Showing Spotlights 1 - 8 of 61 in category All (newest first):
Nucleic acids offer an ideal building material for the development of therapeutic nucleic acids because they are biocompatible and can be programmed as or functionalized with antisense oligonucleotides, small interfering RNA (siRNAs), microRNAs (miRNAs), aptamers, and decoy sequence. New research shows that nucleic acid composition can be designed for enhanced stability, targeted cellular delivery, and optimal activation or abrogation of immune responses.
Oct 28th, 2020
DNA is probably the most programmable biomaterial for creating a wide range of rationally designed and functionally enhanced nanostructures. The sophisticated, programmable, and addressable DNA nanostructures are strong candidates for constructing nanoelectronic devices. The size of DNA molecules is also key: DNA double-helix has a neighboring base pair distance of 0.34 nm and a diameter of 2.1 - 2.6 nm a, and thus DNA complex-based nanoelectronics may break the 5-nm processing limit of commercial silicon-based semiconductors.
Sep 10th, 2020
Using DNA to directly store data is an attractive possibility because it is extremely dense and long-lasting. Currently, though, synthesizing and sequencing DNA molecules for storing large amounts of data involves complex devices and is very expensive. In an effort to make data storage in DNA more affordable and commercially viable, researchers have combined nanopore sensing and DNA nanotechnology in a solid-state nanopore platform for digital data storage. This digital data storage method provides an alternative to information storage in the DNA base sequence.
Jan 15th, 2019
Investigating the potential of DNA to form self-assembled injectable hydrogels via physical crosslinking with silicate nanodisks, researchers have utilized DNA as a high molecular weight polymeric chain in order to form hydrogel networks for tissue regeneration and drug delivery applications. They have designed shear thinning hydrogels, which can be passed through a 22-gauge syringe by taking advantage of the native chemical structure of DNA and its specific base pairing interactions.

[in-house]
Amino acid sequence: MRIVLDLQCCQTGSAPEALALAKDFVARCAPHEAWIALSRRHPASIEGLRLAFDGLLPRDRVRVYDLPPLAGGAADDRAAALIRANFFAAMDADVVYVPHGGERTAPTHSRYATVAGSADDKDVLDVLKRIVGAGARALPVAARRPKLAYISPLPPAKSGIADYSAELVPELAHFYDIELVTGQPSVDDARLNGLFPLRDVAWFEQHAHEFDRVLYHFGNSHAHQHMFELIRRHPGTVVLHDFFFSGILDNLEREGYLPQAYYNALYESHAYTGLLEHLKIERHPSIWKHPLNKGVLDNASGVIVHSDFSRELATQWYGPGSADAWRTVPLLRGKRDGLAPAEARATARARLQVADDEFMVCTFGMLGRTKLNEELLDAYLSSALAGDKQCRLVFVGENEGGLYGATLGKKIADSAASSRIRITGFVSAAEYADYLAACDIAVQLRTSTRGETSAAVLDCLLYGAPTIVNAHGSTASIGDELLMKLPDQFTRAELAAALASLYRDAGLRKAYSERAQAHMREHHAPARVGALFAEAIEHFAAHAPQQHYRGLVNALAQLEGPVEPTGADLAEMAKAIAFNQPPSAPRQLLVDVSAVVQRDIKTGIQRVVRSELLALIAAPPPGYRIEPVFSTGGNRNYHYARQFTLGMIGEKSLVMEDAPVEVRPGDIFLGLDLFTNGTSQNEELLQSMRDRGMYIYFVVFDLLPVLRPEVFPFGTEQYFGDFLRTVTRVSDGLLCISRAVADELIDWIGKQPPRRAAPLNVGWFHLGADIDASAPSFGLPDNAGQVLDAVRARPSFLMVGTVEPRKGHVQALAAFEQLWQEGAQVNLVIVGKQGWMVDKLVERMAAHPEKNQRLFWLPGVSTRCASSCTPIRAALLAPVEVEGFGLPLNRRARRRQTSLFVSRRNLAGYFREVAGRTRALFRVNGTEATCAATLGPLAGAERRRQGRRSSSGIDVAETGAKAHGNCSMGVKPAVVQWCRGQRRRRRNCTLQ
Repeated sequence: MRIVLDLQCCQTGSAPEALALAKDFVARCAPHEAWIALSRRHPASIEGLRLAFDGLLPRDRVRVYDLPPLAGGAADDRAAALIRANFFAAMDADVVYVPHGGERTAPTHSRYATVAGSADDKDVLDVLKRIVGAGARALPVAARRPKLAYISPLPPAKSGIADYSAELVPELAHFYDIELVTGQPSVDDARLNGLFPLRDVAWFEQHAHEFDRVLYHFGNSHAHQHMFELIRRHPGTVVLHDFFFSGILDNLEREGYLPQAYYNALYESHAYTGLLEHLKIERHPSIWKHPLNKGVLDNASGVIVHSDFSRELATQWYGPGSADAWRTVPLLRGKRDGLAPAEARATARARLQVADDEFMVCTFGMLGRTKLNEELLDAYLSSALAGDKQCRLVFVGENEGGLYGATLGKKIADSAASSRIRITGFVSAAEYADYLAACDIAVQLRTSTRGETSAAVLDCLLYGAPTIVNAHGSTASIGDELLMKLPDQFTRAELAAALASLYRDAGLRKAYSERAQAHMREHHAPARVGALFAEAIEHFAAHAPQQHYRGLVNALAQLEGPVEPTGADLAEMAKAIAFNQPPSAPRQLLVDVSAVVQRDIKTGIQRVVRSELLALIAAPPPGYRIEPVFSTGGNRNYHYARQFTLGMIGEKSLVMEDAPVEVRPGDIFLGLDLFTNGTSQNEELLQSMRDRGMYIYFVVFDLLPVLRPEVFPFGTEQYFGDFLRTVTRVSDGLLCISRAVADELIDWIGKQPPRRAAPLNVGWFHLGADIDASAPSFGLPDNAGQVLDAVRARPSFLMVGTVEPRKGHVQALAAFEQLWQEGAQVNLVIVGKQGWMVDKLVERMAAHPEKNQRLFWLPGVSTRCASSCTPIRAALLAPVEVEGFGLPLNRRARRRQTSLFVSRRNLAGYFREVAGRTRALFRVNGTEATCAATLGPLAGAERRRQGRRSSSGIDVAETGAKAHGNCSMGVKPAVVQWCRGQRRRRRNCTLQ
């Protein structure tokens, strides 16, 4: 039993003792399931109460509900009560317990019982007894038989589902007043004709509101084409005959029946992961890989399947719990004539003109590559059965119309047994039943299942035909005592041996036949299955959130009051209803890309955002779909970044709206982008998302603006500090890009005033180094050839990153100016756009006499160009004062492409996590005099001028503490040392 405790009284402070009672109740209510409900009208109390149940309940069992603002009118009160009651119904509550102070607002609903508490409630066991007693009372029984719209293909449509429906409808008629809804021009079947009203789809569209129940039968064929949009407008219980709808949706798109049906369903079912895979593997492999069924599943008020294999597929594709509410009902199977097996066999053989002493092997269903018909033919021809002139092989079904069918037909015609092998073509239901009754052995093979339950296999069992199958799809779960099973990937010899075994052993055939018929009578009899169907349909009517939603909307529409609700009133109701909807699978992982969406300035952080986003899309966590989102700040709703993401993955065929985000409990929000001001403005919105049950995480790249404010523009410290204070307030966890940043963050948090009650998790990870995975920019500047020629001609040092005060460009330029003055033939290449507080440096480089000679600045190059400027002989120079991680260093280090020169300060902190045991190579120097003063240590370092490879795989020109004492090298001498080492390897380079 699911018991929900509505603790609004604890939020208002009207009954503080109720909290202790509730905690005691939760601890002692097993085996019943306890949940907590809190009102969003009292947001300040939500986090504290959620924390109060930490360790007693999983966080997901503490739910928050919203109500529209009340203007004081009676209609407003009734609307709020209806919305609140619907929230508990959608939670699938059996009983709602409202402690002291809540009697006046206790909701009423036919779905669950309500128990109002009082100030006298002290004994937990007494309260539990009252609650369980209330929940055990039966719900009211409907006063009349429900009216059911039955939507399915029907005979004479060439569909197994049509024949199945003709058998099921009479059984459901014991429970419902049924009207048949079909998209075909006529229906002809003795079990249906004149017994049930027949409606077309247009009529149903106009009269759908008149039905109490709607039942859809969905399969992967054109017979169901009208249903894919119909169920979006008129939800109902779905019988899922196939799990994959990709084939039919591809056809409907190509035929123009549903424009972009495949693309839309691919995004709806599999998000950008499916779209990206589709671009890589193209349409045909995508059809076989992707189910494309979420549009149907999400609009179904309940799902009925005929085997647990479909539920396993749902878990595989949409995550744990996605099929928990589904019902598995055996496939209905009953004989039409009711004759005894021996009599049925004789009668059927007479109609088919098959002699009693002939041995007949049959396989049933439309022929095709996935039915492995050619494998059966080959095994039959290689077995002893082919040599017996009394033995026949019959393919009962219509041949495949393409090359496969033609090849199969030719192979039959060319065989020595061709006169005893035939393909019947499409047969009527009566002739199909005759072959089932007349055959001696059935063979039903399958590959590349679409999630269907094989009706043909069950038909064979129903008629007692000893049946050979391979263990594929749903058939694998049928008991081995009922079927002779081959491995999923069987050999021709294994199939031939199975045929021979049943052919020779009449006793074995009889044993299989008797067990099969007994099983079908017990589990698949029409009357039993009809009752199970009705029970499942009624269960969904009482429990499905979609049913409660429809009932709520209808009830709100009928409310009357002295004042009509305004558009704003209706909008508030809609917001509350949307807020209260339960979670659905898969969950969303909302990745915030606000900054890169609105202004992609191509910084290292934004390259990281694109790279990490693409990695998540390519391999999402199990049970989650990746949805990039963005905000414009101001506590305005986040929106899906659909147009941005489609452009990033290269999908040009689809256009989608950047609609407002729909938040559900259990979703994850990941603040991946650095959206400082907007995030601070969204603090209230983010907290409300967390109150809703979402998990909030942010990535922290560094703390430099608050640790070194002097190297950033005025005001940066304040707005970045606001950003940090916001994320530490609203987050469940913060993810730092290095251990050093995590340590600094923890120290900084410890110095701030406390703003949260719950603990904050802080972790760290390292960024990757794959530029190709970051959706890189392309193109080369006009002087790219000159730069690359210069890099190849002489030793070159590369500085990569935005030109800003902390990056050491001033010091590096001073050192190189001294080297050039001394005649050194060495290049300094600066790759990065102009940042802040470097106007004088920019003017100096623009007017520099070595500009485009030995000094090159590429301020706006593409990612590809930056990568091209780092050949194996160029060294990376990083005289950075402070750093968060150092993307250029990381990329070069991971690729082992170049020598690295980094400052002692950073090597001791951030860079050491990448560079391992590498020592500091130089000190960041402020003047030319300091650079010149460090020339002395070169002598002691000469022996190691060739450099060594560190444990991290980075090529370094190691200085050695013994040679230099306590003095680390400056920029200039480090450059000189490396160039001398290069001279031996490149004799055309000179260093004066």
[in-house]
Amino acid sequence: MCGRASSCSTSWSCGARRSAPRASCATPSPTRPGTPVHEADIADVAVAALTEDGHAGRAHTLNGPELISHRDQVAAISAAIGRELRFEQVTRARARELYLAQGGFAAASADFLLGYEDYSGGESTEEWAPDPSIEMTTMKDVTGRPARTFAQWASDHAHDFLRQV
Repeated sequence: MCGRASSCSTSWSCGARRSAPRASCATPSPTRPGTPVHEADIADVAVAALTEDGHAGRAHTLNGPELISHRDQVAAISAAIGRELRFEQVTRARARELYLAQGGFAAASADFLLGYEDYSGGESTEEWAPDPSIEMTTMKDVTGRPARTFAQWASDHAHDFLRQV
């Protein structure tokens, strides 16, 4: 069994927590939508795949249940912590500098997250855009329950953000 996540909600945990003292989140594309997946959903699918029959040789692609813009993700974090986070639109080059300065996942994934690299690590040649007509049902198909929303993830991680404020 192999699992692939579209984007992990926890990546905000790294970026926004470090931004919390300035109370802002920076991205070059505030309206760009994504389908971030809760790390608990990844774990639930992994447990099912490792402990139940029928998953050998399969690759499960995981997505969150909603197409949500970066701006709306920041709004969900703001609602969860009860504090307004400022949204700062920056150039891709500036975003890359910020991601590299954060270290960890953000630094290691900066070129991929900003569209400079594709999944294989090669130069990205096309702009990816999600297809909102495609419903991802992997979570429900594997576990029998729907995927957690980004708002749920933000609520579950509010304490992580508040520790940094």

Sep 24th, 2018
Over the past few decades, researchers have developed various optical voltage sensing probes in order to overcome the highly invasive nature of electrode-based techniques. These voltage sensing mechanisms can be hampered by some combination of limitations including low sensitivity, slow kinetics, or heavy capacitive loading. This has motivated a group of researchers to explore DNA nanotechnology for developing novel optical voltage sensing nanodevices that convert a local change of electric potential into optical signals.They now report that a voltage can be read out in a nanopore with a dedicated Förster resonance energy transfer (FRET) sensor on a DNA origami.
Mar 26th, 2018
DNA, the fundamental building block of our genetic makeup, has become an intense nanotechnology research field. Nanotechnology researchers use it to create artificial rationally designed nanostructures for diverse applications in biology, chemistry, and physics. In a progress report, scientists focus on the different design paradigms (DNA origami and the related techniques are particularly emphasized), selected high-quality shapes, and the software that enable user-friendly design and fabrication of DNA nanoobjects.
Feb 20th, 2018
Hydrogen bond base pairing forces are essential for the mechanisms associated with DNA stability. Despite attracting great research attention, this fundamental interaction has eluded a precise physical description so far since its electrical origin has not been quantified yet. Researchers now have proposed characterization by means of electrical forces, providing a framework for universal characterization of hydrogen bonds. In this way, they provide technical arguments to support that hydrogen bonds are well distinguishable and their role in biological events require a proper specific intrabond description.
Oct 10th, 2017
DNA is well known as the genetic material, but has also been used as a building block for the construction of nanoscale structures and periodic arrays. One other application is the storage of information in DNA. Such an information storage method has many advantages including longevity and ability for highly dense storage, and is more suited for archival storage of data. In new work, scientists use shape-changing DNA nanostructures for short term storage of data, where the information is 'written' in different conformations of the nanostructures. The stored data can be easily read-out using gel electrophoresis, eliminating any multi-step or costly methods.
Sep 18th, 2017